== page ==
Postcards From a Dying World
News, views, book reviews and commentary from the Science Fiction and Horror fiction underground. Home of the Wonderland award nominated author of Vegan Revolution...With Zombies and Boot Boys of the Wolf Reich.
Wednesday, September 13, 2017
Book Review: The Book of Joan by Lidia Yuknavitch
he Book of Joan by Lidia Yuknavitch
hardcover, 288 pages
Published April 2017 by Harper
I have to admit I have never heard of Lidia Yuknavitch before. I have gathered since I started this book that she is an author whose books are shelved and marketed as lit fiction. Certainly this is one of those cases where a book is very clearly genre and is never slapped with the honest label. I understand that to the author she may not have set out to write a science fiction horror post apocalypse novel, but she did. I am sure all she meant to do was do a modern Joan of Arc novel.
Look it was the genre elements that hooked my interest and it the reason many of you read these reviews. Yuknavitch is a talented writer and I am I positive I will read her again. The concept alone, Joan of Arc re-told after the majority of humanity has escaped a radiated earth to live in a orbiting habitat. The humans who survive are transforming, fluid with gender and sexuality becoming a memory. All coo elements that make for interesting read.
Book of Joan is a an ultra-feminist speculative fiction that will get lazy comparisons to Leguin's Left Hand of Darkness just because of the gender fluid moments. I suspect fans of Leguin however will love this novel. There is alot to like here. Normally I am annoyed when a novel like this is not called science fiction, but I have seen worst cases. The novel is not hard sci-fi at all and is more surreal than anything.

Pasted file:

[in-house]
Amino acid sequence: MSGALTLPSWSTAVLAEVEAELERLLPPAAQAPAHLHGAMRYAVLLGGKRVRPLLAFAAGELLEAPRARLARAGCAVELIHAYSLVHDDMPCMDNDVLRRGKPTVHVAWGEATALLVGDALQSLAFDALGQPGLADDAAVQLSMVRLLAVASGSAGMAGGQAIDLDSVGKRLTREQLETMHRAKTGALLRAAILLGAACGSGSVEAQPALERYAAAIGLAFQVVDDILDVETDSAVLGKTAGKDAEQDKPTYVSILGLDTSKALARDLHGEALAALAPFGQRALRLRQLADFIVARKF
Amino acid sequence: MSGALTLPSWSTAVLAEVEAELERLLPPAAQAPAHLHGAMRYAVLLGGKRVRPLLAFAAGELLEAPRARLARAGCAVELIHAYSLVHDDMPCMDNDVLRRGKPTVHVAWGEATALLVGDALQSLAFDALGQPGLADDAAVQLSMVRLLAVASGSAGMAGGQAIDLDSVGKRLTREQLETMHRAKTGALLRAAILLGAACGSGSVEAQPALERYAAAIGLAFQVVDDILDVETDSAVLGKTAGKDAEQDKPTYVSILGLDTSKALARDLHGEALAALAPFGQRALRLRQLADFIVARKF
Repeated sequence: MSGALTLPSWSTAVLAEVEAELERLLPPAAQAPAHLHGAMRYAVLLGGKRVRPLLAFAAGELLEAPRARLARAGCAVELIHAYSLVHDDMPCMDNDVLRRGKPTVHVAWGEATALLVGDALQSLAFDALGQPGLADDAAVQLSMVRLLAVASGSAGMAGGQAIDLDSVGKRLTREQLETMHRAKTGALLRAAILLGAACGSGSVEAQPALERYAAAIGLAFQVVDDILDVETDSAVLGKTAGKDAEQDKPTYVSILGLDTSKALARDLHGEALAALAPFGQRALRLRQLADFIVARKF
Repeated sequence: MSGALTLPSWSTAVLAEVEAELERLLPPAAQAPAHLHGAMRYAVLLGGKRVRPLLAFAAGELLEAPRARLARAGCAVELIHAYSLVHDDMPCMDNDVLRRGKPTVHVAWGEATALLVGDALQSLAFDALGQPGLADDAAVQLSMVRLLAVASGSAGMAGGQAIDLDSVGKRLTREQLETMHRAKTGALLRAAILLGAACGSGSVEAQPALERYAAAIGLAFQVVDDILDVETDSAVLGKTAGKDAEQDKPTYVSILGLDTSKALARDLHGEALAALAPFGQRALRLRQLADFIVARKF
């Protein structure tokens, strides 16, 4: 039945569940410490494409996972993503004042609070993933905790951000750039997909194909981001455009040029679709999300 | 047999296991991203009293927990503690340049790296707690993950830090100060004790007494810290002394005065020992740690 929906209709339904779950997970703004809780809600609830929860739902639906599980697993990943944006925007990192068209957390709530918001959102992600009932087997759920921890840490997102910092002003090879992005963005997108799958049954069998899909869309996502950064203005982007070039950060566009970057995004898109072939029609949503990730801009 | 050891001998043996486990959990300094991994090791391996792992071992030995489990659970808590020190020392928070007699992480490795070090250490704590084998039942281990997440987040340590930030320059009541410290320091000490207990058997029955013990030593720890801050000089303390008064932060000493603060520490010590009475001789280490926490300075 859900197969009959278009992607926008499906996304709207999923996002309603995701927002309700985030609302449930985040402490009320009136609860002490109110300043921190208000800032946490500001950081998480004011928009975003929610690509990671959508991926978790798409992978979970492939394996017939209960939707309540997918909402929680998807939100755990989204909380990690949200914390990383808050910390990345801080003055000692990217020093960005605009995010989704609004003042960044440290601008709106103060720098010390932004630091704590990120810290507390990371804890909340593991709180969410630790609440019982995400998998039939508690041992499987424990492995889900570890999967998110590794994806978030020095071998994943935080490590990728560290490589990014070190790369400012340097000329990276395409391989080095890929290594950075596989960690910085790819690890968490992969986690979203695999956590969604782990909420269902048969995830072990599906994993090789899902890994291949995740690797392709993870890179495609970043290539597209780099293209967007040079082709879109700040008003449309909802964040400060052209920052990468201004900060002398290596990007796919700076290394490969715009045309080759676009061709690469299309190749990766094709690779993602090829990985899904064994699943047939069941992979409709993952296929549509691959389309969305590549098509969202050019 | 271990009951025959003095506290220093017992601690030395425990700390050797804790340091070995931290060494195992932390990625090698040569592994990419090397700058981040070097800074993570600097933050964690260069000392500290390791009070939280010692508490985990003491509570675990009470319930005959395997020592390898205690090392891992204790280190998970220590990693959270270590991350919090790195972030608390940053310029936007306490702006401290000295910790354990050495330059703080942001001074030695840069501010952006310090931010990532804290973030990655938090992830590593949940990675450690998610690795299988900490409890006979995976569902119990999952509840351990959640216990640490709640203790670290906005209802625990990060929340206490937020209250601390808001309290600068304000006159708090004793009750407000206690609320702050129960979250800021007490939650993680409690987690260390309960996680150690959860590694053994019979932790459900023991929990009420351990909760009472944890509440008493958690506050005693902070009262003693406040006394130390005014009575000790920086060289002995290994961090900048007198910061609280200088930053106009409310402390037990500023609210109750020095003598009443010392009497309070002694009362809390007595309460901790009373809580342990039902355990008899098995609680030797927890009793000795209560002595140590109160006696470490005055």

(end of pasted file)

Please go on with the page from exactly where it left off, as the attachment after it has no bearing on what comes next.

Early in the novel I was riding with it. The prose is crisp and the pace starts up OK. I enjoyed the flurry of weird ideas, I had put the hold on the book so many months ago I had forgotten why I was interested so I went in cold. I thought Yuknavitch put more energy into the setting and the world building in the early pages, that is one reason why the first half of the novel worked better for me. In the second half the novel lost focus. So did I.
This novel is really cool, and I liked the themes and methods Yuknavitch used to express herself. I really enjoyed the first one hundred pages. The ecological message is as strong as the feminist one, but I don't think the story suffers for that reason. The last sixty became confusing for me. I admit I got lost and pages went by. That could have been on me, there is no denying the talent involved in the writing.
Overall I liked this book even if I was less happy with the last parts of the narrative. I think fans of smart politically charged speculative fiction should read this book. Fans of smart weird stuff will also enjoy.